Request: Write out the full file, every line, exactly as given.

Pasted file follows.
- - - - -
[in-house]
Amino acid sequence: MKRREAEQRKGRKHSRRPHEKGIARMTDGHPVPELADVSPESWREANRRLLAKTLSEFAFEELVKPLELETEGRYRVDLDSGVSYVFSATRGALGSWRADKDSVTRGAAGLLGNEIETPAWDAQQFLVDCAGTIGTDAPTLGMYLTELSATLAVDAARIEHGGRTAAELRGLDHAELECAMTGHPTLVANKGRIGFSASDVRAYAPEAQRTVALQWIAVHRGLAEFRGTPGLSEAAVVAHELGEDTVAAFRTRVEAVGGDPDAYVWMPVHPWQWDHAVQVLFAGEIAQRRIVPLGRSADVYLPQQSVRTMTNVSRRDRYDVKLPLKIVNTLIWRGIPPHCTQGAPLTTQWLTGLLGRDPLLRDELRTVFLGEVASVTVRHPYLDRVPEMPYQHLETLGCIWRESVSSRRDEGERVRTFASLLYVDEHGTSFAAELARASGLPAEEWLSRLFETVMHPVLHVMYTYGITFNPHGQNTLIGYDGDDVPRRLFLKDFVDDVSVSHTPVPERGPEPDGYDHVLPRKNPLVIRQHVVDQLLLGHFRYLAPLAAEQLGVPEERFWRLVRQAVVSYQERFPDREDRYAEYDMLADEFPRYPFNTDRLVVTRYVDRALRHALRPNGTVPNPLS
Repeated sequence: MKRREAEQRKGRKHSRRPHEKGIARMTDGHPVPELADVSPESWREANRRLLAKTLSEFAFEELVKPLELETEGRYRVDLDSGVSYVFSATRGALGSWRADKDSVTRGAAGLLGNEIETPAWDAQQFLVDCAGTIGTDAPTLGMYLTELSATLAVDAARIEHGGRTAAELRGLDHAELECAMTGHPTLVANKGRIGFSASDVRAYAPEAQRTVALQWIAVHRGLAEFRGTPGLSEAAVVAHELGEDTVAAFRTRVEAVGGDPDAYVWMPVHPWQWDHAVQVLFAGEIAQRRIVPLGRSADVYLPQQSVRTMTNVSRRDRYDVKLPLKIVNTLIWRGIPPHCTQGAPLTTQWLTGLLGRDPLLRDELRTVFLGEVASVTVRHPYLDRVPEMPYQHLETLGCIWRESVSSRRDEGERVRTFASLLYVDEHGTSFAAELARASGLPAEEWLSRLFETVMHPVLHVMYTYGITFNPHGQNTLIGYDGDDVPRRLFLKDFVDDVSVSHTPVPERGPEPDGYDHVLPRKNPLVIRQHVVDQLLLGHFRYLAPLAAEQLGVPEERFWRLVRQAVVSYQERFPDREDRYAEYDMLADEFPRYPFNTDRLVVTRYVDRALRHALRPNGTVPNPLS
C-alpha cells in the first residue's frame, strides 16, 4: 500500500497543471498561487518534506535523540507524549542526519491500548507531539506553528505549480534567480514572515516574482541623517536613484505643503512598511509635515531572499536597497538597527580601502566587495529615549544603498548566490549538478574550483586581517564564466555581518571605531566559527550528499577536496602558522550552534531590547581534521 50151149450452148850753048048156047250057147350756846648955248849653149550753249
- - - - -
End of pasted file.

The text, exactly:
[in-house]
Amino acid sequence: MKRREAEQRKGRKHSRRPHEKGIARMTDGHPVPELADVSPESWREANRRLLAKTLSEFAFEELVKPLELETEGRYRVDLDSGVSYVFSATRGALGSWRADKDSVTRGAAGLLGNEIETPAWDAQQFLVDCAGTIGTDAPTLGMYLTELSATLAVDAARIEHGGRTAAELRGLDHAELECAMTGHPTLVANKGRIGFSASDVRAYAPEAQRTVALQWIAVHRGLAEFRGTPGLSEAAVVAHELGEDTVAAFRTRVEAVGGDPDAYVWMPVHPWQWDHAVQVLFAGEIAQRRIVPLGRSADVYLPQQSVRTMTNVSRRDRYDVKLPLKIVNTLIWRGIPPHCTQGAPLTTQWLTGLLGRDPLLRDELRTVFLGEVASVTVRHPYLDRVPEMPYQHLETLGCIWRESVSSRRDEGERVRTFASLLYVDEHGTSFAAELARASGLPAEEWLSRLFETVMHPVLHVMYTYGITFNPHGQNTLIGYDGDDVPRRLFLKDFVDDVSVSHTPVPERGPEPDGYDHVLPRKNPLVIRQHVVDQLLLGHFRYLAPLAAEQLGVPEERFWRLVRQAVVSYQERFPDREDRYAEYDMLADEFPRYPFNTDRLVVTRYVDRALRHALRPNGTVPNPLS
Repeated sequence: MKRREAEQRKGRKHSRRPHEKGIARMTDGHPVPELADVSPESWREANRRLLAKTLSEFAFEELVKPLELETEGRYRVDLDSGVSYVFSATRGALGSWRADKDSVTRGAAGLLGNEIETPAWDAQQFLVDCAGTIGTDAPTLGMYLTELSATLAVDAARIEHGGRTAAELRGLDHAELECAMTGHPTLVANKGRIGFSASDVRAYAPEAQRTVALQWIAVHRGLAEFRGTPGLSEAAVVAHELGEDTVAAFRTRVEAVGGDPDAYVWMPVHPWQWDHAVQVLFAGEIAQRRIVPLGRSADVYLPQQSVRTMTNVSRRDRYDVKLPLKIVNTLIWRGIPPHCTQGAPLTTQWLTGLLGRDPLLRDELRTVFLGEVASVTVRHPYLDRVPEMPYQHLETLGCIWRESVSSRRDEGERVRTFASLLYVDEHGTSFAAELARASGLPAEEWLSRLFETVMHPVLHVMYTYGITFNPHGQNTLIGYDGDDVPRRLFLKDFVDDVSVSHTPVPERGPEPDGYDHVLPRKNPLVIRQHVVDQLLLGHFRYLAPLAAEQLGVPEERFWRLVRQAVVSYQERFPDREDRYAEYDMLADEFPRYPFNTDRLVVTRYVDRALRHALRPNGTVPNPLS
C-alpha cells in the first residue's frame, strides 16, 4: 500500500497543471498561487518534506535523540507524549542526519491500548507531539506553528505549480534567480514572515516574482541623517536613484505643503512598511509635515531572499536597497538597527580601502566587495529615549544603498548566490549538478574550483586581517564564466555581518571605531566559527550528499577536496602558522550552534531590547581534521 50151149450452148850753048048156047250057147350756846648955248849653149550753249